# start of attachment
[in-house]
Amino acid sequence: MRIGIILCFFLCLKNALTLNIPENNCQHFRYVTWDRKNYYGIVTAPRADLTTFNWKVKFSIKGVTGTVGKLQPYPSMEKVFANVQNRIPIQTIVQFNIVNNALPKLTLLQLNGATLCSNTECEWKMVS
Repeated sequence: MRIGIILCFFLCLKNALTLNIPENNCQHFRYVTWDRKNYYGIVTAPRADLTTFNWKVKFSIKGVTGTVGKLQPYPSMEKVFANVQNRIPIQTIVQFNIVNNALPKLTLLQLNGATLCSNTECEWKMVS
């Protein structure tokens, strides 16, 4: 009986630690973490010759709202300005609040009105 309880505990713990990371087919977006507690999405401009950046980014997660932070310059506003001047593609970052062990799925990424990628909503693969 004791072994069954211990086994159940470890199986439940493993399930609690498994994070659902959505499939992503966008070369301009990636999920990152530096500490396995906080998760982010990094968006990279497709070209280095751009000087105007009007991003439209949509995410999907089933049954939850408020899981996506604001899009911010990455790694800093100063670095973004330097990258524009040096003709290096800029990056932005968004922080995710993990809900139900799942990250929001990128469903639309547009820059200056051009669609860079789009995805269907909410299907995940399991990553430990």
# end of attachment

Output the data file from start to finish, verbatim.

[in-house]
Amino acid sequence: MRIGIILCFFLCLKNALTLNIPENNCQHFRYVTWDRKNYYGIVTAPRADLTTFNWKVKFSIKGVTGTVGKLQPYPSMEKVFANVQNRIPIQTIVQFNIVNNALPKLTLLQLNGATLCSNTECEWKMVS
Repeated sequence: MRIGIILCFFLCLKNALTLNIPENNCQHFRYVTWDRKNYYGIVTAPRADLTTFNWKVKFSIKGVTGTVGKLQPYPSMEKVFANVQNRIPIQTIVQFNIVNNALPKLTLLQLNGATLCSNTECEWKMVS
């Protein structure tokens, strides 16, 4: 009986630690973490010759709202300005609040009105 309880505990713990990371087919977006507690999405401009950046980014997660932070310059506003001047593609970052062990799925990424990628909503693969 004791072994069954211990086994159940470890199986439940493993399930609690498994994070659902959505499939992503966008070369301009990636999920990152530096500490396995906080998760982010990094968006990279497709070209280095751009000087105007009007991003439209949509995410999907089933049954939850408020899981996506604001899009911010990455790694800093100063670095973004330097990258524009040096003709290096800029990056932005968004922080995710993990809900139900799942990250929001990128469903639309547009820059200056051009669609860079789009995805269907909410299907995940399991990553430990």